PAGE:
Like admitting than a lover is abusive, emotionally manipulative, or just unkind, it can be painful for us to change the way we think about our home. It hurts to think that some of our neighbors are hateful, that people of color suffer indignities every day, or that we ourselves have been part of the problem. It can be hard to accept that we are privileged when we never have enough cash to pay the bills, or when the demeaning job looks like it is turning into a permanent part of our lives.
But admitting the problem is the first part of fixing it.
As white people, we have to admit that America is built on hate. It is built on total disregard for people of color. It is built on the backs of slaves and murdered children and widowed wives. That is America. And unless we remove the golden veneer to scrape the rot out of our lives, sepsis will take hold and the United States will fall apart.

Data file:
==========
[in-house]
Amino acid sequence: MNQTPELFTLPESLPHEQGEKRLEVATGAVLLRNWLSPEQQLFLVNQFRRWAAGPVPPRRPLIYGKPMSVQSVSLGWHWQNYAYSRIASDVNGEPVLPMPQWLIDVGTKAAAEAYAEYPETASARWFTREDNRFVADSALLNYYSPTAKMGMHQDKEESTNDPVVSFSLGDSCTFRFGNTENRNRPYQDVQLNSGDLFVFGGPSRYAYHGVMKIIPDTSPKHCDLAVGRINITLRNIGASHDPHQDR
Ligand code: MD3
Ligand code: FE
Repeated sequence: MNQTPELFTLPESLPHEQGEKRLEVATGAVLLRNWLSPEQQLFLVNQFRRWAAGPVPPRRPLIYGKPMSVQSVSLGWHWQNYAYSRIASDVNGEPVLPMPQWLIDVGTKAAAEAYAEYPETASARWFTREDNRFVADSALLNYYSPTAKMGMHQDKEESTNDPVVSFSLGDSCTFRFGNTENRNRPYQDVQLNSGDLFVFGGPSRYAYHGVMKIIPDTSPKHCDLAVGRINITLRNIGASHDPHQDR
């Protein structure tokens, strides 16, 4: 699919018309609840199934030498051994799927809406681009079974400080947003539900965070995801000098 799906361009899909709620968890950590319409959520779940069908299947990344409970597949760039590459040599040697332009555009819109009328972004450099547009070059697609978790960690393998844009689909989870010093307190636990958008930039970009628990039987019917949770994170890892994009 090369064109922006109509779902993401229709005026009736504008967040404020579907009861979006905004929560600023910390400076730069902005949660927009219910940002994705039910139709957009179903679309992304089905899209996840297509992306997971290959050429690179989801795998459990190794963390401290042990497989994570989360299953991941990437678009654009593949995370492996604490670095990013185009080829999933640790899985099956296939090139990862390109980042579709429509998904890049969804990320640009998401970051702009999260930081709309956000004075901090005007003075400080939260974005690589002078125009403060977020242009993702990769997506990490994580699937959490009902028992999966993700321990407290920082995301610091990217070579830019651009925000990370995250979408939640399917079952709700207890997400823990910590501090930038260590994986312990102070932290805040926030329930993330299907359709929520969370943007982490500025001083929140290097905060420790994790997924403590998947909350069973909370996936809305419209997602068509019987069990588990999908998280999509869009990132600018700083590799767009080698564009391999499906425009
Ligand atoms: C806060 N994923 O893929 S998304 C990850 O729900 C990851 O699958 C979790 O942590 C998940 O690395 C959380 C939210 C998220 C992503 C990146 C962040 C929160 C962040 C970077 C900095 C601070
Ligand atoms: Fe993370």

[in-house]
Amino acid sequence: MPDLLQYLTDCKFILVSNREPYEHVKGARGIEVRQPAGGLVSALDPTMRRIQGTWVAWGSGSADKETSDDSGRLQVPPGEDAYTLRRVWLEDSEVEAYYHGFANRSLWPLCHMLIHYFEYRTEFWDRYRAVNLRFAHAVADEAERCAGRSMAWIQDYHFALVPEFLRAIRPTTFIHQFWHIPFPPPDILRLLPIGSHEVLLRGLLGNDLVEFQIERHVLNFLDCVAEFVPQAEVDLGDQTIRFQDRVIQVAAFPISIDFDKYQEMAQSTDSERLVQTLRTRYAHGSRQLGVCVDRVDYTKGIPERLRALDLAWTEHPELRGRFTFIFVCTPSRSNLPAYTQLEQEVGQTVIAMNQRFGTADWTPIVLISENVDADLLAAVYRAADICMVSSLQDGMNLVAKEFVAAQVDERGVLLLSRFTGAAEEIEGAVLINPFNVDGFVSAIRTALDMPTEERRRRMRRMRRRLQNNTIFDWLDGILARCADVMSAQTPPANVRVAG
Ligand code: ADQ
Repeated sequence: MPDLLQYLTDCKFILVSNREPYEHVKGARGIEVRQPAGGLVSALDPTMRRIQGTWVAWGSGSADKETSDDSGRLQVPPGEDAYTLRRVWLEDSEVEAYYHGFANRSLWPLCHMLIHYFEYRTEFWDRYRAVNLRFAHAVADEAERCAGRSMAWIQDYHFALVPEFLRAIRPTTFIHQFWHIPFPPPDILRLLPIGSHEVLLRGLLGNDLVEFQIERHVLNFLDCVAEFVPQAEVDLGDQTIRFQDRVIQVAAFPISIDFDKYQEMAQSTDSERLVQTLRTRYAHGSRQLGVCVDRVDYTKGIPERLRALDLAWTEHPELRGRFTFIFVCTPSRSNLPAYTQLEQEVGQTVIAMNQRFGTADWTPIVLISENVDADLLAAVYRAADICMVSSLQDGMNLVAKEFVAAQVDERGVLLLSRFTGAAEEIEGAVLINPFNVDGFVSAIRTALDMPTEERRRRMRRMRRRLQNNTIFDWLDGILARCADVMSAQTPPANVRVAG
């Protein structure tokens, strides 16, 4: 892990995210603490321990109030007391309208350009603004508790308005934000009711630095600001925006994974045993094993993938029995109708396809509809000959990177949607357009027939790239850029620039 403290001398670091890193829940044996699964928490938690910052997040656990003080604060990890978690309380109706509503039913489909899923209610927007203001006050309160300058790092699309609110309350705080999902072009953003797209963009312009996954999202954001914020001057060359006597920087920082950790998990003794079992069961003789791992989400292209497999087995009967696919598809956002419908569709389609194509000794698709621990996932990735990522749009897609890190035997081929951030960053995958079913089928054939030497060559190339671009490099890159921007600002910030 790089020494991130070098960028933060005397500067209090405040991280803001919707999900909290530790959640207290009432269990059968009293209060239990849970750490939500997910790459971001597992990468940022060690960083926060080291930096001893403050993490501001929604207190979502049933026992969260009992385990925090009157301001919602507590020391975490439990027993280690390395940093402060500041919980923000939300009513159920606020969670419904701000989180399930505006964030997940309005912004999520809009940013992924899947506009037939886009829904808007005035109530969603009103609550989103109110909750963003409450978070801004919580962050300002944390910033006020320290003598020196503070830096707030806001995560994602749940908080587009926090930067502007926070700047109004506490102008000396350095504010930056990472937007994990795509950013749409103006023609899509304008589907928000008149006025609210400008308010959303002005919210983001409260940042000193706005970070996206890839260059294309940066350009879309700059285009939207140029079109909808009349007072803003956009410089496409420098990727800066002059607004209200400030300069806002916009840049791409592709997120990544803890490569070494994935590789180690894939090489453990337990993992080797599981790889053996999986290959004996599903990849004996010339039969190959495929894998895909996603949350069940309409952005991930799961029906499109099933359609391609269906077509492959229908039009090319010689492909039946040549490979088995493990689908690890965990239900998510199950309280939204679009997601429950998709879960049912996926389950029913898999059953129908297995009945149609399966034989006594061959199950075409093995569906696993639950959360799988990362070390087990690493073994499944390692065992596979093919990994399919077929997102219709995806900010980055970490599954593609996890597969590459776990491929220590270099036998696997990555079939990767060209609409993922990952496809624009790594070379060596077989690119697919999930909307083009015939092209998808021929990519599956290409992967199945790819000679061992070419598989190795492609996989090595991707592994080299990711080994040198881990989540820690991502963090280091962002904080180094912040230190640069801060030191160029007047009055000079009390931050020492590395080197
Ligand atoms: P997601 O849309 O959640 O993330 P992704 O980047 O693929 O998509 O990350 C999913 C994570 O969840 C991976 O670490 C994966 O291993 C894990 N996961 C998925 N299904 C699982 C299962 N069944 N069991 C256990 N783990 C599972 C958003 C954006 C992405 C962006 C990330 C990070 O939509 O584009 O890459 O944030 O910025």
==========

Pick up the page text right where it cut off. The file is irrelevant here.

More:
As white allies we have to stop being so shocked when a black child is murdered. We have to understand that this is only part of the big picture of racism. We have to accept that people of color face discrimination in all aspects of their lives. We have to understand that this IS our world, not an exception. Unless we stand together, unless we actively work to upset that world, unless we devote ourselves to protecting the oppressed, we cannot possibly hope to ever see an America that we can be proud to call home.